Writing as a native Tennessean, I would say that Sarah needs to investigate the cultural demography and political dynamics of Tennessee before she draws conclusions. Curiously she doesn’t mention East Tennessee.

  7. Statmann says:

    ve ranked 95 TEC dioceses, Dio of Tenn ranks bumer Obe with Memvers up 4 percent. ASA down 9 percent and inflation adjusted Plate & Pledge UP 5 percent. And East Tenn ranks number ELEVEN with stats of down 5 percent, down 15 percent, and down 5 percent. Tenn is in the Southeast which is the only region showing some vitality for TEC. I find it hard to believe that it is because of LIBERAL parishes. But then, I must ask: why do Conservative parishes stay with TEC ?? Statmann

  8. Robert Dedmon says:

    Statman also needs a rest.

  9. Statmann says:

    Lost the initial sentence above. I ranked 95 TEC dioceses by changes in Members, ASA, and inflation adjusted Plate & Pledge from 2002 to 2919. Mea culpaa. Statmann

  10. Don C says:

    Robert, perhaps you could help us out. What particularly about the culture and politics of Tennessee would help us understand this story better?

  11. MichaelA says:

    [blockquote] “She said that starting in the 1980s, many liberal churches and theologians began to rediscover spirituality and the Bible. That makes them very different from liberal churches of the past.” [/blockquote]
    They are either committed to the Bible or they are not. If not, then this won’t last. If they are, then they are ceasing to be liberal.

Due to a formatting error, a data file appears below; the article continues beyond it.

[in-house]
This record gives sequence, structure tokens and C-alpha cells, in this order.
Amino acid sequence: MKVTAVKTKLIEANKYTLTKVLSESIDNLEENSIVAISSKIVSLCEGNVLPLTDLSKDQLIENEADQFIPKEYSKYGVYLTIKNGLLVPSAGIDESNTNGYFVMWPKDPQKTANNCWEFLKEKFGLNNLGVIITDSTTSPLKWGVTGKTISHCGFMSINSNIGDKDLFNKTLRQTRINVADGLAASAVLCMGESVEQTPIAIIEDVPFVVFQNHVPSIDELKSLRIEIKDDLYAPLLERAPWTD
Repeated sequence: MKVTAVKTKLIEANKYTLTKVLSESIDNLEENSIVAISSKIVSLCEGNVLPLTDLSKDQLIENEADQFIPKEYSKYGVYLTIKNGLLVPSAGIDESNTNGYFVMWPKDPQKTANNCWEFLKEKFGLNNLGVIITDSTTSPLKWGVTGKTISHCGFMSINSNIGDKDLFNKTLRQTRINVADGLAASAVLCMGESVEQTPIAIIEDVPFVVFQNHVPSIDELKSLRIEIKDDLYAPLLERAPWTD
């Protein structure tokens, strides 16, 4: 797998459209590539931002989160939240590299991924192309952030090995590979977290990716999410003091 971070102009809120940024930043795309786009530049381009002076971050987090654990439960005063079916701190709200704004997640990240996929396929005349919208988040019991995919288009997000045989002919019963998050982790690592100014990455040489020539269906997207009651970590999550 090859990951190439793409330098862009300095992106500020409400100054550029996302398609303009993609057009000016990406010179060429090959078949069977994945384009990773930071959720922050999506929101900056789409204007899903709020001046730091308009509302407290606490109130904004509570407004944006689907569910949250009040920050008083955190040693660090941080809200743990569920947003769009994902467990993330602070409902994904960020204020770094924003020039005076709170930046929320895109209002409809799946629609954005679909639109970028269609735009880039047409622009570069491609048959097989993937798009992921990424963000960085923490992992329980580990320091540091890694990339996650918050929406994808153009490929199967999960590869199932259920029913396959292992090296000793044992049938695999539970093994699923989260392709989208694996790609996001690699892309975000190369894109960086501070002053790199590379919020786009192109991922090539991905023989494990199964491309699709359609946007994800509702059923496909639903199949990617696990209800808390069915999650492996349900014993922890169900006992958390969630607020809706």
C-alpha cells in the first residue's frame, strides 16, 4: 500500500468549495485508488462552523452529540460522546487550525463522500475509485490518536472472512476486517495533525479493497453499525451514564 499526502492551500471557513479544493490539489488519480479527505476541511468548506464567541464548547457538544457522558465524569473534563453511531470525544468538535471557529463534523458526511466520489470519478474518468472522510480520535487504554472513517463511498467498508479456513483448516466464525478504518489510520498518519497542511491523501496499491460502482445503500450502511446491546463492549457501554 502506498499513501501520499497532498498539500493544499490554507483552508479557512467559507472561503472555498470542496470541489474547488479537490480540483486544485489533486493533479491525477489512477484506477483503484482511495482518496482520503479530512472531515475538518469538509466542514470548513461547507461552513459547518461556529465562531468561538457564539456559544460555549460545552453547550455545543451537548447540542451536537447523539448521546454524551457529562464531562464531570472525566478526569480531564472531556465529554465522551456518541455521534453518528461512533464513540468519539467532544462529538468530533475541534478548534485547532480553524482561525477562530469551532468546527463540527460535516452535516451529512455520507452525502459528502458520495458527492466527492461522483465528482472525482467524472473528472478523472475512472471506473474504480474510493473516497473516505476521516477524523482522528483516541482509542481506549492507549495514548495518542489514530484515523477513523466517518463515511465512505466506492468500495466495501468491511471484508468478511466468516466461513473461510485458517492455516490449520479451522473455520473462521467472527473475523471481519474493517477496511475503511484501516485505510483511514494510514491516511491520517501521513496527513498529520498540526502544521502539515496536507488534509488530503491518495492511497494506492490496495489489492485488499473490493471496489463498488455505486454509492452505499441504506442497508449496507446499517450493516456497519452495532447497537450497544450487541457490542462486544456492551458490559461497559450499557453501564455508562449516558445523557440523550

12. Sarah says:

    RE: “I would say that Sarah needs to investigate the cultural demography and political dynamics of Tennessee before she draws conclusions.”

    Oh, I know quite enough to point out the article’s mistaken premise — truth is, the Diocese of Tennessee has a majority of Episcopal conservatives while the two end dioceses do not. The end result is predictable. The Diocese of East Tennessee’s peak from the years of 2000 to 2010 was in [i]2001[/i], and the Diocese of West Tennessee’s peak was in [i]2000[/i] — and since then both have been augering gracefully into the ground with steady declines. Both are led by revisionist bishops and have a majority of revisionist clergy and have had big departures of traditional laity as a result.

    Again — predictable.

    In contrast, the Diocese of Tennessee has experienced good steady growth all the way through 2006, and now is dipping over the last four charted years [2011 stats not charted yet]. It will be interesting to see if it rebounds. But the article was clear that it was comparing the growth of the decade as a whole of 2000 to 2010 in TEC parishes around Nashville, to the rest of the denomination — and in that sense, the Nashville parishes far outstrip the denomination as a whole for that decade.

    But now we have a news story chortling that “liberal churches” are showing surprising “signs of strength in Nashville” and using TEC stats there as an example of one of those liberal churches.

    Again — the reporter doesn’t know what he’s talking about.

    On a slightly amusing note, the parish of the one Episcopal rector that the article quotes who is rector of St. David’s in Nashville shows almost exactly the same ASA in 2010 as in 2000 — maybe a teensy bump, but certainly not an example of “signs of strength in Nashville.”